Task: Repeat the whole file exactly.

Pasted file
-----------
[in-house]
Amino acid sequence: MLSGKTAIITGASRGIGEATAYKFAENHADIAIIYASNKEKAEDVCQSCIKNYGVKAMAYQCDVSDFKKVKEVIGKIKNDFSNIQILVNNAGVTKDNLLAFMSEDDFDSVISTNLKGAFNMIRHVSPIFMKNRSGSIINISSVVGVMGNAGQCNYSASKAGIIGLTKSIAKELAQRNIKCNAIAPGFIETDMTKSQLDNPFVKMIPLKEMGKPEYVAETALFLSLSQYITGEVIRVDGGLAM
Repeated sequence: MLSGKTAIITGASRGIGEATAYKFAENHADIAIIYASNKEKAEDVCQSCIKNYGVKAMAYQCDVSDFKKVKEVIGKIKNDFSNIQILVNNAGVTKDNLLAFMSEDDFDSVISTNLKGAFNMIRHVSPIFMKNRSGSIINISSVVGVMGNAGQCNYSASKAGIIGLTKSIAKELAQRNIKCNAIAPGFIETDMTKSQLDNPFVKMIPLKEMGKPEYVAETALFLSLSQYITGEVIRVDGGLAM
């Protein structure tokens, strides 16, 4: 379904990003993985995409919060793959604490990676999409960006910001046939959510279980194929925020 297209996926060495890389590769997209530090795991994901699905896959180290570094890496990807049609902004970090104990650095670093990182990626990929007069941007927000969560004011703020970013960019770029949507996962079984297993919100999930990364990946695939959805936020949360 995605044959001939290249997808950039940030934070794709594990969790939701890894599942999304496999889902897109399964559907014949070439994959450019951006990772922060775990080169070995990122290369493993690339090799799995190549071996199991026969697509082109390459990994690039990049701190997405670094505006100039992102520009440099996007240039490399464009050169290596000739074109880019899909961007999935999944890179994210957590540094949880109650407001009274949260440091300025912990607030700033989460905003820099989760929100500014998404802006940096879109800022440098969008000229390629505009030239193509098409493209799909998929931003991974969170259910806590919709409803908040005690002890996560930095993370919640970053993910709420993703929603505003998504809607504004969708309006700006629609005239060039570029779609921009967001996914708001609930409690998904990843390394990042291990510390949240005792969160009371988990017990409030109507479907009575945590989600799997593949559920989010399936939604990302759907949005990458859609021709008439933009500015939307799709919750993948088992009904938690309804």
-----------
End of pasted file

[in-house]
Amino acid sequence: MLSGKTAIITGASRGIGEATAYKFAENHADIAIIYASNKEKAEDVCQSCIKNYGVKAMAYQCDVSDFKKVKEVIGKIKNDFSNIQILVNNAGVTKDNLLAFMSEDDFDSVISTNLKGAFNMIRHVSPIFMKNRSGSIINISSVVGVMGNAGQCNYSASKAGIIGLTKSIAKELAQRNIKCNAIAPGFIETDMTKSQLDNPFVKMIPLKEMGKPEYVAETALFLSLSQYITGEVIRVDGGLAM
Repeated sequence: MLSGKTAIITGASRGIGEATAYKFAENHADIAIIYASNKEKAEDVCQSCIKNYGVKAMAYQCDVSDFKKVKEVIGKIKNDFSNIQILVNNAGVTKDNLLAFMSEDDFDSVISTNLKGAFNMIRHVSPIFMKNRSGSIINISSVVGVMGNAGQCNYSASKAGIIGLTKSIAKELAQRNIKCNAIAPGFIETDMTKSQLDNPFVKMIPLKEMGKPEYVAETALFLSLSQYITGEVIRVDGGLAM
């Protein structure tokens, strides 16, 4: 379904990003993985995409919060793959604490990676999409960006910001046939959510279980194929925020 297209996926060495890389590769997209530090795991994901699905896959180290570094890496990807049609902004970090104990650095670093990182990626990929007069941007927000969560004011703020970013960019770029949507996962079984297993919100999930990364990946695939959805936020949360 995605044959001939290249997808950039940030934070794709594990969790939701890894599942999304496999889902897109399964559907014949070439994959450019951006990772922060775990080169070995990122290369493993690339090799799995190549071996199991026969697509082109390459990994690039990049701190997405670094505006100039992102520009440099996007240039490399464009050169290596000739074109880019899909961007999935999944890179994210957590540094949880109650407001009274949260440091300025912990607030700033989460905003820099989760929100500014998404802006940096879109800022440098969008000229390629505009030239193509098409493209799909998929931003991974969170259910806590919709409803908040005690002890996560930095993370919640970053993910709420993703929603505003998504809607504004969708309006700006629609005239060039570029779609921009967001996914708001609930409690998904990843390394990042291990510390949240005792969160009371988990017990409030109507479907009575945590989600799997593949559920989010399936939604990302759907949005990458859609021709008439933009500015939307799709919750993948088992009904938690309804």